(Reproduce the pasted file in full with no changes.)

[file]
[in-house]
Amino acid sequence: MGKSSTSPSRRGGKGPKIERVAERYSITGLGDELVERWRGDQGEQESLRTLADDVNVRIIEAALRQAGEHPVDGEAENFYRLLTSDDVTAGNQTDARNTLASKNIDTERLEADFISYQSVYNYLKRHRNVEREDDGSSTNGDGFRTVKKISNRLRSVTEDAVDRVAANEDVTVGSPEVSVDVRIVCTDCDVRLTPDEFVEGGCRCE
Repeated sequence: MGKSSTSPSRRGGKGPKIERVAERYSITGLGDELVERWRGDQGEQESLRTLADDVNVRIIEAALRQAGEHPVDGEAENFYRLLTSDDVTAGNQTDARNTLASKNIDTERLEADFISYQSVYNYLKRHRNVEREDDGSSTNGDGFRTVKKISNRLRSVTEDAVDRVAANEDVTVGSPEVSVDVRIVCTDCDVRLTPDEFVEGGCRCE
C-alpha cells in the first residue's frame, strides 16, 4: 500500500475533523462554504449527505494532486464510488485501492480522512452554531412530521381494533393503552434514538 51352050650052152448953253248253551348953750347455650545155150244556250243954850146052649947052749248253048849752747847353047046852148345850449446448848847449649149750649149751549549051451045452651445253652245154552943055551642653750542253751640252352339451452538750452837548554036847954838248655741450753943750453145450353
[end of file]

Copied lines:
[in-house]
Amino acid sequence: MGKSSTSPSRRGGKGPKIERVAERYSITGLGDELVERWRGDQGEQESLRTLADDVNVRIIEAALRQAGEHPVDGEAENFYRLLTSDDVTAGNQTDARNTLASKNIDTERLEADFISYQSVYNYLKRHRNVEREDDGSSTNGDGFRTVKKISNRLRSVTEDAVDRVAANEDVTVGSPEVSVDVRIVCTDCDVRLTPDEFVEGGCRCE
Repeated sequence: MGKSSTSPSRRGGKGPKIERVAERYSITGLGDELVERWRGDQGEQESLRTLADDVNVRIIEAALRQAGEHPVDGEAENFYRLLTSDDVTAGNQTDARNTLASKNIDTERLEADFISYQSVYNYLKRHRNVEREDDGSSTNGDGFRTVKKISNRLRSVTEDAVDRVAANEDVTVGSPEVSVDVRIVCTDCDVRLTPDEFVEGGCRCE
C-alpha cells in the first residue's frame, strides 16, 4: 500500500475533523462554504449527505494532486464510488485501492480522512452554531412530521381494533393503552434514538 51352050650052152448953253248253551348953750347455650545155150244556250243954850146052649947052749248253048849752747847353047046852148345850449446448848847449649149750649149751549549051451045452651445253652245154552943055551642653750542253751640252352339451452538750452837548554036847954838248655741450753943750453145450353